Six ads by influencer Grace Beverley banned as part of ‘precedent setting’ ASA crackdown  

Social media influencers who are also brand owners must mark their brand-related content as ads, says the ad watchdog as it cracks down on unlabeled cross-pollination.  

Three of the six ads by Grace Beverley banned by the ASA

Six ads from influencer-turned-business owner Grace Beverley have been banned by the Advertising Standards Authority (ASA) for not being properly disclosed as ads.  

Two Instagram reels and four TikTok posts on Beverley’s personal pages for Tala, the fitness clothing brand she founded in 2019, have been banned.  

The six ads, all posted last October, were deemed by the ASA to have broken the CAP code despite Beverley, who has one million Instagram followers, owning the brand.  

“This case is precedent setting,” Miles Lockwood, director of complaints and investigations at the ASA, told Marketing Week.

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“It makes it clear that, even when influencers are cross-posting with a business account, they need to properly label their ads. We don’t expect the public to play detective to work out whether they’re seeing paid-for content. An easily visible ‘#ad’ makes all the difference,” he adds.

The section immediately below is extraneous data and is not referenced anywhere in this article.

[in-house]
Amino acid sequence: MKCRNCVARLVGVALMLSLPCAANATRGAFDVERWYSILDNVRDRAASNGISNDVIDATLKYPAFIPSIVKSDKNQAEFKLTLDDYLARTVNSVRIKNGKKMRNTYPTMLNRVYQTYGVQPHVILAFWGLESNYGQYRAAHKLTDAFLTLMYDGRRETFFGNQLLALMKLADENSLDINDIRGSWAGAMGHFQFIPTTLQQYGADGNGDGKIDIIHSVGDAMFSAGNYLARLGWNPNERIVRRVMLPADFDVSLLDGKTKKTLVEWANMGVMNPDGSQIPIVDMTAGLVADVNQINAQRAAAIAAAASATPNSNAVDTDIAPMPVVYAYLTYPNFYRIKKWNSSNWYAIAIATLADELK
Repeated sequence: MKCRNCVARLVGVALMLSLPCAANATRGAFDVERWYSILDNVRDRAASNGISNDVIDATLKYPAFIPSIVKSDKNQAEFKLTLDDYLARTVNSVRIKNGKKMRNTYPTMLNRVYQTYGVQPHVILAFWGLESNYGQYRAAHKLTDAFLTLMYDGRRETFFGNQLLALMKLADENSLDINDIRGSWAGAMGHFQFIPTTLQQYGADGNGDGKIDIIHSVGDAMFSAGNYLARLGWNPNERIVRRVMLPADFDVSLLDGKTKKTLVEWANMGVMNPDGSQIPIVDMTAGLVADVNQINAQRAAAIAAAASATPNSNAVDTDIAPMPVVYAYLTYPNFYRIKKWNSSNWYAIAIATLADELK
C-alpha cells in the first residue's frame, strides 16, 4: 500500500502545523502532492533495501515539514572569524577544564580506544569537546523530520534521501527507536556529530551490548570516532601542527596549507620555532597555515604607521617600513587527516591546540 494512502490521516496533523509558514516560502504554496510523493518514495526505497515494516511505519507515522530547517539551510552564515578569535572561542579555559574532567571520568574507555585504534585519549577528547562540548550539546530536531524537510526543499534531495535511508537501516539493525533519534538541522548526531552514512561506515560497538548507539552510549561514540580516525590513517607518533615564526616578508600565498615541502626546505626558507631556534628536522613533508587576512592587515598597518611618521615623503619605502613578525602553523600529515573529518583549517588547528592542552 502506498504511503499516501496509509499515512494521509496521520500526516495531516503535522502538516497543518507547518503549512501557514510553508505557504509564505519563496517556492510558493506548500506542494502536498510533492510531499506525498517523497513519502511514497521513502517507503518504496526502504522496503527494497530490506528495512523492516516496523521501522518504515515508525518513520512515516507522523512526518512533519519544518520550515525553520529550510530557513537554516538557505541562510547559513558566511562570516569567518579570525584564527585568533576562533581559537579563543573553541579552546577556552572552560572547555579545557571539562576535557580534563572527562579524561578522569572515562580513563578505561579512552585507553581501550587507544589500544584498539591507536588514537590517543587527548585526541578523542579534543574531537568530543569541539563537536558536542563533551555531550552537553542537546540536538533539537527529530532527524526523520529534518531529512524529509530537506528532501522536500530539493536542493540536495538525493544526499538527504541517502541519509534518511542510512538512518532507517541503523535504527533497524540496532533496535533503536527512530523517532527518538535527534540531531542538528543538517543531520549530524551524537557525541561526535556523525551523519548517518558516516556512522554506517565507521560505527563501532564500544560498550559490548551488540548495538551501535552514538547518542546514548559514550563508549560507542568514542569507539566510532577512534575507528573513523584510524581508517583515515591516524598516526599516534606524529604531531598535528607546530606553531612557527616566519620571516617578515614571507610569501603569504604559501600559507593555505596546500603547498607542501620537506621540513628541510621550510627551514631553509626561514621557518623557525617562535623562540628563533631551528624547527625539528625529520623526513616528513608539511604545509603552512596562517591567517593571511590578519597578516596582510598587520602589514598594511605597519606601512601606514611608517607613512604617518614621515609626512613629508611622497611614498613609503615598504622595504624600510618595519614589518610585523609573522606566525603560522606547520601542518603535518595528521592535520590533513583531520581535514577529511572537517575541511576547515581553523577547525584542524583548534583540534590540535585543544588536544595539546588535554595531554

Beverley, who made the Forbes 30 Under 30 Europe list in 2020 for retail and ecommerce, is also the owner of fitness supplements brand Shreddy and planner business The Productivity Method.

In a statement to Marketing Week, she says: “I am respectful of the ASA’s work and acknowledge their recent decision regarding my social media posts discussing Tala, a business I founded.”

Beverley wants to see more done to help founders when talking about their businesses online. She says: “I want to continue encouraging conversation, clarity and transparency on how business owners across industries can naturally talk about their own work online, in a way that distinctly differentiates from sponsored content.”


Business-owners posting content online promoting their brands should mark posts as ads, according to ASA and CAP guidelines. Rebutting the complaints, Tala argued there was a “deliberate and clear use of language” in all the ads indicating Beverley’s commercial relationship with the brand as owner, negating the need for “#ad”.  

Tala argued that marking the posts as adverts would have made them misleading, as consumers would have viewed Beverley as an “arm’s length influencer” with no commercial interest in the business, who was “merely promoting goods because she was being paid to do so”.  

The CAP code states marketing communications must be “obviously identifiable”. In this case, the ASA deemed Beverley’s posts about Tala to be “marketing communications in a non-paid-for space”, meaning both Beverley and the brand needed to ensure the posts complied with the rules.  

The ASA states all social media posts by Beverley about Tala must make sure the commercial intent is clear, with “#ad”, or an equivalent marker, on show. According to its influencer guidelines, published in 2023, influencers and brand owners “need to make clear in any content where [they] feature or refer to the brand, that it’s advertising. This is the case even when the brand doesn’t know if or what you’re creating.”